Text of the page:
Adam Brown at diaTribe posted a great column yesterday about the time-in-range (TIR) measurement and how we might think about it.
While I’ve been using a continuous glucose monitor or CGM for eight years now, it’s only been in the latter portion of that period that I’ve come to appreciate the beauty of this metric. The medical and research community seem slow to fully embrace this measurement and fixate instead on the A1c number. There are definite exceptions to this A1c-centric focus and I think things are starting to change.
The biggest weakness of the A1c is in hiding blood glucose volatility and the extent of hypoglycemia. Unfortunately, it has led some clinicians to reflexively warn about hypoglycemia incidence based on an A1c number alone. Statements by clinicians such as, “I don’t like my diabetic patients to pursue an A1c below 6.0% since that means too much hypoglycemia,” don’t even consider that some of us can achieve lower A1c’s without increasing hypo risk.
To me, time-in-range, is the perfect diabetes statistic. A high percentage of TIR (80%-90%+) inherently means less time both high and low. When I can consistently measure 80%+ time in range, I feel better and enjoy more energy and clarity of mind.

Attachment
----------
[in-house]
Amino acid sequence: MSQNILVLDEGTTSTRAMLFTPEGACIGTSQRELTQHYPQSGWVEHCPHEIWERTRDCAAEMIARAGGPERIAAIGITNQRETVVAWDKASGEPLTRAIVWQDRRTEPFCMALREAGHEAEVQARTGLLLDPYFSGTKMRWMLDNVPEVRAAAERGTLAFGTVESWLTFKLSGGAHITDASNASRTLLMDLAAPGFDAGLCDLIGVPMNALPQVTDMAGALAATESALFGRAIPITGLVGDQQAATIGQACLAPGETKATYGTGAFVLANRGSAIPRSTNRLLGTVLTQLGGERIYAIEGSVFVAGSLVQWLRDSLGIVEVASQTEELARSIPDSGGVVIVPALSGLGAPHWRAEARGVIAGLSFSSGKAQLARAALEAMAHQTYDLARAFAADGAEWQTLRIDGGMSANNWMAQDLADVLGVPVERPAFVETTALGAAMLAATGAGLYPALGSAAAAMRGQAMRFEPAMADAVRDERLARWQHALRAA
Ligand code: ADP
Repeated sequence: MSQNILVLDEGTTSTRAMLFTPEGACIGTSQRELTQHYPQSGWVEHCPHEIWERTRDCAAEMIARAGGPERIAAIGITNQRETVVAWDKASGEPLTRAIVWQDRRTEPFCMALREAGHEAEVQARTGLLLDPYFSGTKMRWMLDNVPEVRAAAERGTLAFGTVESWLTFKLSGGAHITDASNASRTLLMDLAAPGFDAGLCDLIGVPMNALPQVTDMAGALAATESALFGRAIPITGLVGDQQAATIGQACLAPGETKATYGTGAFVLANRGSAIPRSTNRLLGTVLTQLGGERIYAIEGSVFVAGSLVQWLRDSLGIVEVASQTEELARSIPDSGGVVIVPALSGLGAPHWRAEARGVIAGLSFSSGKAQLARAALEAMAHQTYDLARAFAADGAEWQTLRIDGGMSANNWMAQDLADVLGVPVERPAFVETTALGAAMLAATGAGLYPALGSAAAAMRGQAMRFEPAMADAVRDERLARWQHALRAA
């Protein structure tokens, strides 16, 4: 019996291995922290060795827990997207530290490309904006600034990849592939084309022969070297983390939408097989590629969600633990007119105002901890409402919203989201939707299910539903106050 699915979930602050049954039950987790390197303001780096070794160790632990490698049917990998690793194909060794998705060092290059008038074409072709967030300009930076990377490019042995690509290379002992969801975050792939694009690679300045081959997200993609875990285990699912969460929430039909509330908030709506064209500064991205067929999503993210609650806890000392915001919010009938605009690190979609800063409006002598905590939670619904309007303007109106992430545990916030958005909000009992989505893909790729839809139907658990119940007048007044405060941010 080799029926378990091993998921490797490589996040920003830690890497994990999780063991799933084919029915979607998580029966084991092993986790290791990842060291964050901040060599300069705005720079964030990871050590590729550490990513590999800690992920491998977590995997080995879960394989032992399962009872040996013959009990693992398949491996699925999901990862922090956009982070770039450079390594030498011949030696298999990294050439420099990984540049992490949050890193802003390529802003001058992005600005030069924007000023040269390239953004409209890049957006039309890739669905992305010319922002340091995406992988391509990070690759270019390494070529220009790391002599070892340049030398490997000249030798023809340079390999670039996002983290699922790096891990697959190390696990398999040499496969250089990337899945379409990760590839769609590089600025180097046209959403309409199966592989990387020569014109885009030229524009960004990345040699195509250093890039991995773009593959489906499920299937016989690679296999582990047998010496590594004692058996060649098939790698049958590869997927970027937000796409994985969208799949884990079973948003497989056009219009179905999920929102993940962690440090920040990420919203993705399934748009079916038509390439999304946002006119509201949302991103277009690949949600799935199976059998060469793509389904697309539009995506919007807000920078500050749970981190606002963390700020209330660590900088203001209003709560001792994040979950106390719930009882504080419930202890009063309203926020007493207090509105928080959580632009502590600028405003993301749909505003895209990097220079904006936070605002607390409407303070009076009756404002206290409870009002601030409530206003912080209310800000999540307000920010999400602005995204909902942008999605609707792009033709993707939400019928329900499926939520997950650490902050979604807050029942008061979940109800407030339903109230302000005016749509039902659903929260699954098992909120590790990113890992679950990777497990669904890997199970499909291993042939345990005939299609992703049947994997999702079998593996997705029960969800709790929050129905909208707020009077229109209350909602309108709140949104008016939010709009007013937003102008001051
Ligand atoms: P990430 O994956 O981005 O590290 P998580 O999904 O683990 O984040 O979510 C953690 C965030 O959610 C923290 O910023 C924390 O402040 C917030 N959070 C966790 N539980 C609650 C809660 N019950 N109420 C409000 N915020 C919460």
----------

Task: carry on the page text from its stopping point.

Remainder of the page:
Focusing on staying in my ideal range (I aim for 65-140 mg/dL or 3.6-7.8 mmol/L) means I have to tame blood glucose variability. Variability is the main impediment to lowering average BG and spending more time in range. Lowering variability also means fewer hypos and increased safety.
Adam is an unashamed adherent of the high-fat, low-carb way of eating, something I share with him. This graph hammers home his point.
I encourage everyone to click on the link and read his entire column. He brings experts into the conversation, including doctors like Irl Hirsch who lives with T1D. It’s well worth the read!